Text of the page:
Jeffrey David Payne Economic ruin and partisan rancor have pushed America to the brink of a new civil war. Esther is caught in the middle, serving as a page in the United States House of Representatives when rogue politicians and military leaders stage a modern day coup d’etat. When the coup turns violent, she abandons Washington, D.C. for home. She must learn to survive on her own as transportation and financial networks fail, as the war disrupts food and water supplies. The result is a cautionary tale about political extremism and the true cost of war.
With little understanding of American politics I found the initial portion of the book slow paced and at times perplexing. This back ground is essential however, as it places our protagonist in a unique position to witness the growing political unrest first hand. Once war is declared the pace builds quickly and the resulting story is impossible to put down as my red rimmed, sleep deprived eyes can testify.
Esther is a complex and flawed character, a combination of determined political ambition and idealistic naivety. I didn’t immediately warm to Esther; at times she was proud and superior and I particularly disliked the dismissive manner in which she spoke to her parents. But she is also exceptionally patient, open and honest to a fault. She has a remarkably well developed vocabulary, beyond anything I was capable of at eighteen or even now. I have to be honest that I needed to utilise the dictionary feature of my Kindle on more than one occasion!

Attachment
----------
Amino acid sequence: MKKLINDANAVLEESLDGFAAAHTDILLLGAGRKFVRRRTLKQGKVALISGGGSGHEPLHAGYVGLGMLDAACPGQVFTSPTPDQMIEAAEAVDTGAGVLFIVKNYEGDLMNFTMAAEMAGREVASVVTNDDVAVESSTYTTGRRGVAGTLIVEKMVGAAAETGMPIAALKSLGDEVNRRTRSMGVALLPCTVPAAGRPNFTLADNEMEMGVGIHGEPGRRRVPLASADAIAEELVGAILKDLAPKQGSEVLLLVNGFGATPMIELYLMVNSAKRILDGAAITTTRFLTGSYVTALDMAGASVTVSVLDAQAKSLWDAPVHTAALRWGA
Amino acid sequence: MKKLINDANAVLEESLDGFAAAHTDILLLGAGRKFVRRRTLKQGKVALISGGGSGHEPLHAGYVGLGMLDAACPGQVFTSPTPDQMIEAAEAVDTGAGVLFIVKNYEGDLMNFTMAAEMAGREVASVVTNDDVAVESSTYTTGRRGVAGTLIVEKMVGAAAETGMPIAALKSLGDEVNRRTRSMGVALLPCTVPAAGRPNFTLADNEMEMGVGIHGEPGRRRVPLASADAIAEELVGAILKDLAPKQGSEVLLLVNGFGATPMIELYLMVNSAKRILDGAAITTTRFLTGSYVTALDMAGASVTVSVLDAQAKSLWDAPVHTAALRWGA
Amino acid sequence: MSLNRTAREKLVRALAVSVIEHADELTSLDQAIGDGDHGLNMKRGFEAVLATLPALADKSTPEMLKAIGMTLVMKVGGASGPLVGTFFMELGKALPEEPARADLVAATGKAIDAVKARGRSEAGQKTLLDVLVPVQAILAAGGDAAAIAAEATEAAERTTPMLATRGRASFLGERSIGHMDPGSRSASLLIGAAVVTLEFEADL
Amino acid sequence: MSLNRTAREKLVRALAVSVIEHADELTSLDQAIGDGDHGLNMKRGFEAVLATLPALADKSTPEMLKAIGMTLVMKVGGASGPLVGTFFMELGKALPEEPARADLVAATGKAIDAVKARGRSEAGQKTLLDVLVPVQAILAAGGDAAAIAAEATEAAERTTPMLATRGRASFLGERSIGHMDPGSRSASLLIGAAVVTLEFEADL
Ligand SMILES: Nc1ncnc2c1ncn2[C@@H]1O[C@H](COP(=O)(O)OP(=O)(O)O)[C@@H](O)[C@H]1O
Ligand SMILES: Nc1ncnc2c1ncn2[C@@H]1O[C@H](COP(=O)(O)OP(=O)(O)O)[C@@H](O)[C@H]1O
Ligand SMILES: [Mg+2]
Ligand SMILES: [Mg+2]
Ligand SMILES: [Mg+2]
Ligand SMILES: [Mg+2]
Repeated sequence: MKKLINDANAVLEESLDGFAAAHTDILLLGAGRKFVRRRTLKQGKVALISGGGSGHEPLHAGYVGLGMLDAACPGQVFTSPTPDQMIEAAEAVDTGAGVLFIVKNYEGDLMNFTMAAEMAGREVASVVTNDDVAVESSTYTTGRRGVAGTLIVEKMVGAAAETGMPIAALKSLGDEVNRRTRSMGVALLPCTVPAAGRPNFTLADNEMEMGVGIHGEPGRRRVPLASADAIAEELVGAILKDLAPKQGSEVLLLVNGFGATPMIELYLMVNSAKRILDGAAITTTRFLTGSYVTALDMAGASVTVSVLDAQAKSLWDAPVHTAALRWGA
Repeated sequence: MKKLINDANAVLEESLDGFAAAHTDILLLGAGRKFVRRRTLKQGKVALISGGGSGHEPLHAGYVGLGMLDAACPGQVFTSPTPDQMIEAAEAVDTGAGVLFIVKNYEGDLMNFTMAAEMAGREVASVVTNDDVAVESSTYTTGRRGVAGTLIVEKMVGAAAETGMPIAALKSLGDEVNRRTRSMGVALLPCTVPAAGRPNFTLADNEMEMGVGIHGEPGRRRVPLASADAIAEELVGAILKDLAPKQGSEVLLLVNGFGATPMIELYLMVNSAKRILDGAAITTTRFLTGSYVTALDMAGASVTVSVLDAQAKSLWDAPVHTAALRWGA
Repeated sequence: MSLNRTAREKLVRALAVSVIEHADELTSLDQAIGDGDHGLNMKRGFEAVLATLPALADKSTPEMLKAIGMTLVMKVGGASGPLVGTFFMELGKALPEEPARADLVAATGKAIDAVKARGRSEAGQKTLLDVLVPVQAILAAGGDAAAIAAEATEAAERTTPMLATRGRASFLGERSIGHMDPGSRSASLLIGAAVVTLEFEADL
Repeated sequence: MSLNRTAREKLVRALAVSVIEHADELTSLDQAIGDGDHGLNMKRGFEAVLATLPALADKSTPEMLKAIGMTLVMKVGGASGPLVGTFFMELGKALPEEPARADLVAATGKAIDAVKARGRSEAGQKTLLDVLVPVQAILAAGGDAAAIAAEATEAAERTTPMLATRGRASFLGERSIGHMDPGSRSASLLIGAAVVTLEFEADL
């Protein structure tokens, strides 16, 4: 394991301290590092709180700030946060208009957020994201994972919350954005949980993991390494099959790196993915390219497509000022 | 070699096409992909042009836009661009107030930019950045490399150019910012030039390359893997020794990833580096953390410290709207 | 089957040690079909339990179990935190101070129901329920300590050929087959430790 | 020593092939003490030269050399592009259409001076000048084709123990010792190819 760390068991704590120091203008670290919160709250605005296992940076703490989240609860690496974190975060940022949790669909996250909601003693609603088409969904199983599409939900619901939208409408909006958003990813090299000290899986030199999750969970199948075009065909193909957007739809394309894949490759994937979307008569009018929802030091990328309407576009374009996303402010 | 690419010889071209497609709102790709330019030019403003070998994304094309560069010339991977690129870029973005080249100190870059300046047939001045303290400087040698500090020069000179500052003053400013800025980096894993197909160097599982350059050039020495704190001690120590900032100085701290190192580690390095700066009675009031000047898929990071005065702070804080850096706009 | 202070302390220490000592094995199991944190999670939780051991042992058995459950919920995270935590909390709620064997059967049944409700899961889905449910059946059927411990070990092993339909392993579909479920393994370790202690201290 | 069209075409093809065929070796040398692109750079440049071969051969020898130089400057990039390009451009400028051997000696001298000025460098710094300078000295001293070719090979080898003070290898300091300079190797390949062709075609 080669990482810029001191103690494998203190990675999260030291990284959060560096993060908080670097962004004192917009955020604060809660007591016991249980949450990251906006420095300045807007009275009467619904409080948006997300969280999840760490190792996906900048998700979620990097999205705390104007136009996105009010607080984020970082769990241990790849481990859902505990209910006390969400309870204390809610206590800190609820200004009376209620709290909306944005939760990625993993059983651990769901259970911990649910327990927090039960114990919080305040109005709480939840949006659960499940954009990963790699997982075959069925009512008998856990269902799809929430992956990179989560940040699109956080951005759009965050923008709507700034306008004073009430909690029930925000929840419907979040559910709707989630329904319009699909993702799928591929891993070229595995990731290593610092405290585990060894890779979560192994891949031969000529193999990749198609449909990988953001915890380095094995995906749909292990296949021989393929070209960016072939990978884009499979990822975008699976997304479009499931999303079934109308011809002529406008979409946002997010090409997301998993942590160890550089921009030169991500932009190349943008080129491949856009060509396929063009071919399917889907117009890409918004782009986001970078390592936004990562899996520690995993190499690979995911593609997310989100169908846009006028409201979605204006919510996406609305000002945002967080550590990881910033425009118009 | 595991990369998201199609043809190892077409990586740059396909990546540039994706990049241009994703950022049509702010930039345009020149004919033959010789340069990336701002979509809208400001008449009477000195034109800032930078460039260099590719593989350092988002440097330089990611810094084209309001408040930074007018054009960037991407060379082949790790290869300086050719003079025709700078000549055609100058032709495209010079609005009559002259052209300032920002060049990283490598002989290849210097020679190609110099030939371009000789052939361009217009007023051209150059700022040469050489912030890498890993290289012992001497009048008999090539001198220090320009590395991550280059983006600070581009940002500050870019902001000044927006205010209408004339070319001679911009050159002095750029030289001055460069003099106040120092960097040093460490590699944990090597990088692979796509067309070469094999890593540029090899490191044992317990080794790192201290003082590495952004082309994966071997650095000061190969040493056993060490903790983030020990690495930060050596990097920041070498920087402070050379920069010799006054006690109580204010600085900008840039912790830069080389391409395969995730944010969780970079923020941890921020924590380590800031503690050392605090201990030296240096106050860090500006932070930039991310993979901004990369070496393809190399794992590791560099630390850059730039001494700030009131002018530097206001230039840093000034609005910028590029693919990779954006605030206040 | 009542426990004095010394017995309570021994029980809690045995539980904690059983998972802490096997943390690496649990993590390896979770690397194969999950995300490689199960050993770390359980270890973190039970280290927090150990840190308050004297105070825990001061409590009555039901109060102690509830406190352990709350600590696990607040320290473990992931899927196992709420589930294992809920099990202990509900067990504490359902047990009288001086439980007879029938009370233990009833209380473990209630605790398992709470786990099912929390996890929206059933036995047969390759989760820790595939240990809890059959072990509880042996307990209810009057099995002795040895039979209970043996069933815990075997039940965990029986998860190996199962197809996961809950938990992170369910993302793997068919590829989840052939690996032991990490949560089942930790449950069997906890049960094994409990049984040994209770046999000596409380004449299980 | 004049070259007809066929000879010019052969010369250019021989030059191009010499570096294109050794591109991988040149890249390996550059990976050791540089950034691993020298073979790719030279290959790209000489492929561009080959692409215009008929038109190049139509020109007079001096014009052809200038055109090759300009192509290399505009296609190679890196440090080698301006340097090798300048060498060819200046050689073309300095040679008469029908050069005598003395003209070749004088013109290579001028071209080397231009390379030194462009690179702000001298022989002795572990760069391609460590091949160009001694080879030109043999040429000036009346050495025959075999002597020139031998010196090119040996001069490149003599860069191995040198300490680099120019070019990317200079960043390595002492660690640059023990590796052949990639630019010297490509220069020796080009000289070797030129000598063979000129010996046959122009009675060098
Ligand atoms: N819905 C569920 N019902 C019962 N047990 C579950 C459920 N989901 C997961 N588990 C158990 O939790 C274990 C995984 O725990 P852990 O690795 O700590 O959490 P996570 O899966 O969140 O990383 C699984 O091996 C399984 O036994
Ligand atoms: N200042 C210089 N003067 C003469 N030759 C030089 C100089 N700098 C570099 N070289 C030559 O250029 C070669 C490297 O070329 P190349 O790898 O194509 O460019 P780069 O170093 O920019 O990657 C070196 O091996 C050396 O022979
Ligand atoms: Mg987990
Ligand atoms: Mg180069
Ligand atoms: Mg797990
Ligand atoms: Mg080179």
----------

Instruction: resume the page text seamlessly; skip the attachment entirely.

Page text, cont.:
But Ester is not your average teen. She is a gifted student who has been selected from thousands of applicants to undertake the once in a lifetime opportunity to serve as a republican intern in the United States House of Representatives. Initially desperate to leave home and experience all her internship has to offer, Esther is quickly disillusioned with the page program and the senators she had previously admired and aspired to be like.
The turning point in our character’s development, and my relationship with her, came when she had to choose between her future political career and her integrity. From that point on she displays amazing mental and later physical resilience as she fights her own battle to survive the war and make it back home.
Unlike other dystopian stories I have read, Far from the war is set in fairly contemporary America. This is the story that bridges the gap between society as we know it and the warped Utopian visions and dystopian societies of futurist fiction. There are no fantastical technologies or extreme societal rules allowing you to maintain a degree of detachment. While the violence is not gratuitous, it is harder hitting for its realism and as such I would recommend that those with a sensitive disposition proceed with caution. Verdict: I urge you to persevere with this book as following the slow burn of trilogy scene setting, you will be rewarded with a devastatingly realistic dystopian journey through modern war torn America that will leave you thoughtful, and just a touch nervous.
Parental Note: Contains realistic depictions of war including: dead bodies, graphic injuries, murder, rape and the destruction of cities. Reviewed by Caroline